exxonknew-300x216In a classic counter-punch move designed to scare off those trying to hold Big Oil accountable for its actions, Exxon has started suing the lawyers who are themselves suing the company over the #Exxonknew scandal – for misleading the public and investors over the risk of climate change.

Rather than be held accountable for its actions, Exxon, as Bloomberg reports, is taking a “bare-knuckle approach rarely seen in legal disputes”, by suing the legal opposition.

So far some 30 people and organizations have been targeted, including the Attorneys Generals of New York and Massachusetts, who have launched high profile legal cases against the company.

Whereas the company’s critics claim Exxon conspired to keep the dangers of climate change secret, despite knowing the risks, Exxon is now suing its critics, accusing them of their own conspiracy.

The plaintiffs against Exxon include the Attorney General offices of New York and Massachusetts, as well as as New York City, San Francisco and Oakland. In total, seventeen Attorneys Generals are cooperating on investigations into whether Exxon and other oil companies misled investors over climate change.

Many see the countersuits by Exxon as a desperate, but dirty, measure by the oil company to keep the truth hidden. “It’s sort of like a big scare tactic: reframe the debate, use it as a diversionary tactic and scare the heck out of everybody,” argues Sharon Eubanks, a lawyer who was at a meeting six years ago where apparently it was agreed to sue Exxon.  As this meeting was held in La Jolla, in California, this is where Exxon is arguing this is where the so-called “conspiracy” started.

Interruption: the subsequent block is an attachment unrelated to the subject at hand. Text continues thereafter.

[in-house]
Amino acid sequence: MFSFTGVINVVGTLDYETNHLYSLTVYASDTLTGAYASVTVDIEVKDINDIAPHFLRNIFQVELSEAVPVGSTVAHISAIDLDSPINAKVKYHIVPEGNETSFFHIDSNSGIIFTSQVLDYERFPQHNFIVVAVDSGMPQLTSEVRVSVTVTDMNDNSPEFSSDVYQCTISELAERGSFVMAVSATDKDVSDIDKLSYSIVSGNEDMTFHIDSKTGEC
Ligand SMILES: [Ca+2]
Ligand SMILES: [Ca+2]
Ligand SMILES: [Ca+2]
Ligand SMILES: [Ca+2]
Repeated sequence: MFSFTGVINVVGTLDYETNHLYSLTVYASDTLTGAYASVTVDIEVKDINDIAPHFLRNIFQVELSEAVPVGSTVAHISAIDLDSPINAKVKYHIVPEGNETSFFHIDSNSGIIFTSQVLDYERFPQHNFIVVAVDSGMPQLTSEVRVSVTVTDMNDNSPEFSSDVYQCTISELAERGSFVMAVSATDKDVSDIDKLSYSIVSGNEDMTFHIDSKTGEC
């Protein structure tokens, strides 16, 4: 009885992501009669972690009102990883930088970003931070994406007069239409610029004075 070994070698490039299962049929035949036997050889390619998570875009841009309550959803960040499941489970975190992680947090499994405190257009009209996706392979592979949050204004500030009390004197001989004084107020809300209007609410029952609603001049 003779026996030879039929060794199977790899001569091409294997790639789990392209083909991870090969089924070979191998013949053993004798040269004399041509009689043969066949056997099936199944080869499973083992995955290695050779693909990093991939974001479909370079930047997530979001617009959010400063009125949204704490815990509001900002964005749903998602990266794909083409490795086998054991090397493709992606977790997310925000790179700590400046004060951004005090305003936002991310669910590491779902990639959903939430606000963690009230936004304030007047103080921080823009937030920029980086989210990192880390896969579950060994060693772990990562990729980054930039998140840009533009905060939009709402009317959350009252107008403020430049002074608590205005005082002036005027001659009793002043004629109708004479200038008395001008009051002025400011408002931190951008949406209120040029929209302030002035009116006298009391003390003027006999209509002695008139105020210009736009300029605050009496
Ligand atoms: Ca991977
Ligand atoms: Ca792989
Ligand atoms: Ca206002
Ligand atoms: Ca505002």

Howard Erichson, a Professor at Fordham University School of Law in New York tells Bloomberg that it is “an aggressive move. Does Exxon really need these depositions or is Exxon seeking the depositions to harass mayors and city attorneys into dropping their lawsuits?”

He continues: “I don’t think there’s anything wrong with plaintiffs’ lawyers and attorneys general strategizing together, just as I don’t think there’s anything wrong with lawyers for oil companies strategizing together.”

One of the first lawsuits came last month, when Exxon countersued in Texas. The company said it wants testimony from lawyers suing it claiming that it was trying to prove a “civil conspiracy, and violations of ExxonMobil’s constitutional rights”.

According to attorneys working for Exxon: “It is reasonable to infer that the municipalities brought these lawsuits not because of a bona fide belief in any tortious conduct by the defendants or actual damage to their jurisdictions, but instead to coerce ExxonMobil and others operating in the Texas energy sector to adopt policies aligned with those favored by local politicians in California.”

Further insight, however, comes from Alexandra Lahav, a Professor at the University of Connecticut School of Law, who told Bloomberg: “People often try to use litigation to change the cultural conversation. Exxon is positioning itself as a victim rather than a perpetrator.”

The trouble for Exxon is that there are 30 years of evidence stacked against the company.